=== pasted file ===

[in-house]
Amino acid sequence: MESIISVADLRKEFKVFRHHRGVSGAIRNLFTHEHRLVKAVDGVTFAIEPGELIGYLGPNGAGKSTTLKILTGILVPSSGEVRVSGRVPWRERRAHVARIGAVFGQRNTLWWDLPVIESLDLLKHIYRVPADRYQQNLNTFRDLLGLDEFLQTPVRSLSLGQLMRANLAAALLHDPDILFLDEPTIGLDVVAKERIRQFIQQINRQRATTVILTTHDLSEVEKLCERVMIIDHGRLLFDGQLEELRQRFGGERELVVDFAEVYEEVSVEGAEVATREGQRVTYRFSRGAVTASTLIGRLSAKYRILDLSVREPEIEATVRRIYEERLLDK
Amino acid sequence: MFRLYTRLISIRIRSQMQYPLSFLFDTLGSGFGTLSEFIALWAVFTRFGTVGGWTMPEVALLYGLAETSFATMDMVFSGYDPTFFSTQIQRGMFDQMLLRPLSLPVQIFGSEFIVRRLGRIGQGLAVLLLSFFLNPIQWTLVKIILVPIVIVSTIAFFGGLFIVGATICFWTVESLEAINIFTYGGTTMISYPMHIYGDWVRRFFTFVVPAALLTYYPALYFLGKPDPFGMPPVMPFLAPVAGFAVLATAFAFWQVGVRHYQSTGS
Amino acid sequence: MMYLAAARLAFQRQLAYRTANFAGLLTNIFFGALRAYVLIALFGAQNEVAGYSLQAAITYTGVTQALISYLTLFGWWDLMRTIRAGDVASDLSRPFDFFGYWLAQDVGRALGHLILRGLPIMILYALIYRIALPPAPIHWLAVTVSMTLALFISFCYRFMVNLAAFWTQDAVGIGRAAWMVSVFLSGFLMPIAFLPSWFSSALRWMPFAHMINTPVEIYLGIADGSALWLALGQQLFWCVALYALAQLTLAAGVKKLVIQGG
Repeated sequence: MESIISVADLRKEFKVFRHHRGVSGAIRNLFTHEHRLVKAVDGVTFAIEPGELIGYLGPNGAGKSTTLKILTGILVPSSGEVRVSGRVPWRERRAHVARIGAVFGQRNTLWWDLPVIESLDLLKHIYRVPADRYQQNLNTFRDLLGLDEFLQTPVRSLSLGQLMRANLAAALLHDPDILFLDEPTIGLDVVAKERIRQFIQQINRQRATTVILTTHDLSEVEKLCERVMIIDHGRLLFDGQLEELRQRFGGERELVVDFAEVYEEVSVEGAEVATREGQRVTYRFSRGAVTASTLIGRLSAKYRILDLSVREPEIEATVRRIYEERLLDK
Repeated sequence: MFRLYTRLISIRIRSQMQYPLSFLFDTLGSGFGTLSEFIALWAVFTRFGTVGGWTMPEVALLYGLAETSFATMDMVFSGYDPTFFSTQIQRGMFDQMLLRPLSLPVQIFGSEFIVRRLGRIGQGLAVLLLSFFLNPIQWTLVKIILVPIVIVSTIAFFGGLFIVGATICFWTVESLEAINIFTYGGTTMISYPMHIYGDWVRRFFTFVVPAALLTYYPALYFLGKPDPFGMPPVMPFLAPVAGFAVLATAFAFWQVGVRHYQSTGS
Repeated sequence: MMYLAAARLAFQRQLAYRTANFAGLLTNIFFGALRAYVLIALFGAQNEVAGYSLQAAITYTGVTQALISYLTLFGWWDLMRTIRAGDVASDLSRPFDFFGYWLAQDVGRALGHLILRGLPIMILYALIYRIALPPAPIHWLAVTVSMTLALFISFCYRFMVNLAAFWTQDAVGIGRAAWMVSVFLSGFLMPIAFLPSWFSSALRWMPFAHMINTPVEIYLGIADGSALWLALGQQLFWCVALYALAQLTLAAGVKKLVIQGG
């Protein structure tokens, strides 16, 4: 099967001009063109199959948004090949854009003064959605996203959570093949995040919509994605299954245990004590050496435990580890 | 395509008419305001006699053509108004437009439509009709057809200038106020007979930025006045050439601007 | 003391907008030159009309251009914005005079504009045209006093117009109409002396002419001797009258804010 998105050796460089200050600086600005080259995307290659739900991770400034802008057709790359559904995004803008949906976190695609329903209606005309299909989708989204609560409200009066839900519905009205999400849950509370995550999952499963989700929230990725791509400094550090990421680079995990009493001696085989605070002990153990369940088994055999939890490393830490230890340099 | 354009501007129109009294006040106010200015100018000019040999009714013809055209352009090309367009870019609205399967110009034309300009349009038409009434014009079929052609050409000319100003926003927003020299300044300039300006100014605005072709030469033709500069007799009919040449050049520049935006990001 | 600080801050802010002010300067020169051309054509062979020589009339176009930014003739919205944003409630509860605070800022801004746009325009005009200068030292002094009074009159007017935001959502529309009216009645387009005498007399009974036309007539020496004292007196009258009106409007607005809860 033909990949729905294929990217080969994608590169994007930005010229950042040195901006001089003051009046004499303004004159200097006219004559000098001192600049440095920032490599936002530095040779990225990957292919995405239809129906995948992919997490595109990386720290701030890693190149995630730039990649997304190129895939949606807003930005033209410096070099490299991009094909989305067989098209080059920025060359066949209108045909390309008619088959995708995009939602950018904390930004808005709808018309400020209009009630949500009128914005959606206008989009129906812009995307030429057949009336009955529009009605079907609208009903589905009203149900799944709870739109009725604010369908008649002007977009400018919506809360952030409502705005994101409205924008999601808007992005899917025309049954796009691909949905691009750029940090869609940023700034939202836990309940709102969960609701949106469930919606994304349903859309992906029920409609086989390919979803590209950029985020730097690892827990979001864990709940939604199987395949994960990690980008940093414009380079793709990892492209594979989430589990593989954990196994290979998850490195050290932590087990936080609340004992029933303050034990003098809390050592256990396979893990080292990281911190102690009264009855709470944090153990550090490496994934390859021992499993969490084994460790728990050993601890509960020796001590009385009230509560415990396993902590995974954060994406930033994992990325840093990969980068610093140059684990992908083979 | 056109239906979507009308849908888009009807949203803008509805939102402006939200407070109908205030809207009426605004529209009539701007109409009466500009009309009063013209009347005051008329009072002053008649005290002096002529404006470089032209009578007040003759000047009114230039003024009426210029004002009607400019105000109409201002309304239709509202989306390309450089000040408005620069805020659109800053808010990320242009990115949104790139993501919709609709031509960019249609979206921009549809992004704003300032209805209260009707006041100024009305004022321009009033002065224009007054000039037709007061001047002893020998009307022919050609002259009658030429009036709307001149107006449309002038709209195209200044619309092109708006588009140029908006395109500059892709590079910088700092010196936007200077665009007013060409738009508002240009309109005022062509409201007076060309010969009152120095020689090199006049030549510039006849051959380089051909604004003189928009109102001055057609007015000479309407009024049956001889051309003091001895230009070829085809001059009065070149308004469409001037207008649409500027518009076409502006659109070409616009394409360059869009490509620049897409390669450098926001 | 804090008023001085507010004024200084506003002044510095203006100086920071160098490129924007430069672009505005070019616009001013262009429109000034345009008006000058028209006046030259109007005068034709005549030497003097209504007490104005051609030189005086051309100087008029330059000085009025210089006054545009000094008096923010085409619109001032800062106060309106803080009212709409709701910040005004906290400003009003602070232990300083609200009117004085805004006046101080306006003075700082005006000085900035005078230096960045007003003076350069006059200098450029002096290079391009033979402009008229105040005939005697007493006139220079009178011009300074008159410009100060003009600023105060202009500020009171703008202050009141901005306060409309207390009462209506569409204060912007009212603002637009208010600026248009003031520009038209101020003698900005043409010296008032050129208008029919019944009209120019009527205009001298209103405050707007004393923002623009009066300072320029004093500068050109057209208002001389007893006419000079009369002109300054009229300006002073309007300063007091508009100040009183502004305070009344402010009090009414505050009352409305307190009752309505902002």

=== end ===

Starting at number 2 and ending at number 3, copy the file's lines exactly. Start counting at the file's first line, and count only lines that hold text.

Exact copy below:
Amino acid sequence: MESIISVADLRKEFKVFRHHRGVSGAIRNLFTHEHRLVKAVDGVTFAIEPGELIGYLGPNGAGKSTTLKILTGILVPSSGEVRVSGRVPWRERRAHVARIGAVFGQRNTLWWDLPVIESLDLLKHIYRVPADRYQQNLNTFRDLLGLDEFLQTPVRSLSLGQLMRANLAAALLHDPDILFLDEPTIGLDVVAKERIRQFIQQINRQRATTVILTTHDLSEVEKLCERVMIIDHGRLLFDGQLEELRQRFGGERELVVDFAEVYEEVSVEGAEVATREGQRVTYRFSRGAVTASTLIGRLSAKYRILDLSVREPEIEATVRRIYEERLLDK
Amino acid sequence: MFRLYTRLISIRIRSQMQYPLSFLFDTLGSGFGTLSEFIALWAVFTRFGTVGGWTMPEVALLYGLAETSFATMDMVFSGYDPTFFSTQIQRGMFDQMLLRPLSLPVQIFGSEFIVRRLGRIGQGLAVLLLSFFLNPIQWTLVKIILVPIVIVSTIAFFGGLFIVGATICFWTVESLEAINIFTYGGTTMISYPMHIYGDWVRRFFTFVVPAALLTYYPALYFLGKPDPFGMPPVMPFLAPVAGFAVLATAFAFWQVGVRHYQSTGS